It sure looks as if President Trump was hoodwinked in Singapore.
Trump made a huge concession — the suspension of military exercises with South Korea. That’s on top of the broader concession of the summit meeting itself, security guarantees he gave North Korea and the legitimacy that the summit provides his counterpart, Kim Jong-un.
Within North Korea, the “very special bond” that Trump claimed to have formed with Kim will be portrayed this way: Kim forced the American president, through his nuclear and missile tests, to accept North Korea as a nuclear equal, to provide security guarantees to North Korea, and to cancel war games with South Korea that the North has protested for decades.
In exchange for these concessions, Trump seems to have won astonishingly little. In a joint statement, Kim merely “reaffirmed” the same commitment to denuclearization of the Korean Peninsula that North Korea has repeatedly made since 1992.
“They were willing to de-nuke,” Trump crowed at his news conference after his meetings with Kim. Trump seemed to believe he had achieved some remarkable agreement, but the concessions were all his own.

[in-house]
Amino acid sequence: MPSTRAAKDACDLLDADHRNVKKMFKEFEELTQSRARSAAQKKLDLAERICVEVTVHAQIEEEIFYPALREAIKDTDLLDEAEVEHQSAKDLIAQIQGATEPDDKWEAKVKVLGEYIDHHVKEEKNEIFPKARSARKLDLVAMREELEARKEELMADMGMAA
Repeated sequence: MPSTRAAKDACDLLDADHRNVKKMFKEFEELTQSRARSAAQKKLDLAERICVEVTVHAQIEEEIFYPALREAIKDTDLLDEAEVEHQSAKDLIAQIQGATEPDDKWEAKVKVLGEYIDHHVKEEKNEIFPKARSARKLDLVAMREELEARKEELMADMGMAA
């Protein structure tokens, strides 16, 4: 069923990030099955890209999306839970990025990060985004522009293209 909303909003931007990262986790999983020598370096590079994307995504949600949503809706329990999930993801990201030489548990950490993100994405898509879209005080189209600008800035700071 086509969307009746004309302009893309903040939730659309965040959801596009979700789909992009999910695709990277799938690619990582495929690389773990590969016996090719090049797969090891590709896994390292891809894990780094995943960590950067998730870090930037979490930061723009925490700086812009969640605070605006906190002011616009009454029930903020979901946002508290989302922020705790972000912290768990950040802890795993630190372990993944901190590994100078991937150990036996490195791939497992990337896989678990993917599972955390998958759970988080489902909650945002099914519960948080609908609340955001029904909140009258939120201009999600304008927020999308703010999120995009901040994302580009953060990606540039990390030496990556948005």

This writer loves Nicholas Kristof, and this is another thoughtful piece by him. However, I have more to add to it. I agree with the NYT commenter, that it was nothing to Trump to give up the war games with South Korea, this was one of his promises to his base. I’m not sure he lost anything he cares about, since what he actually won, was the taking over and dominating of the American and world press. He successfully made himself the center of attention. That he shredded our relations with our NATO allies, and praised won of the most brutal dictators in the world, is a small price to pay for so much attention.
I do like another comment, that this is just a tempest in a teapot. We are not out of danger, if Trump gets wind that he has been perceived as the weaker negotiator, in front of the whole world, he might get belligerent. Kudos to the president of South Korea for bringing this thawing about.
An expert on NPR made the astute comment, that North Korea is subtly re-balancing their position in East Asia, moving slightly towards the west, and making themselves less reliant on China, the hungry elephant in the room. Or is China a Chimera: “(in Greek mythology) a fire-breathing female monster with a lion’s head, a goat’s body, and a serpent’s tail.”
It is also important that Kim Jung-un has declared, his nuclear deterrent is in place, and he promises to his people he will improve the North Korean economy. So as long as we are patient, there is opportunity for peaceful improvement.
David Lindsay Jr. is the author of “The Tay Son Rebellion, Historical Fiction of Eighteenth-century Vietnam,” and blogs at TheTaySonRebellion.com and InconvenientNewsWorldwide.wordpress.com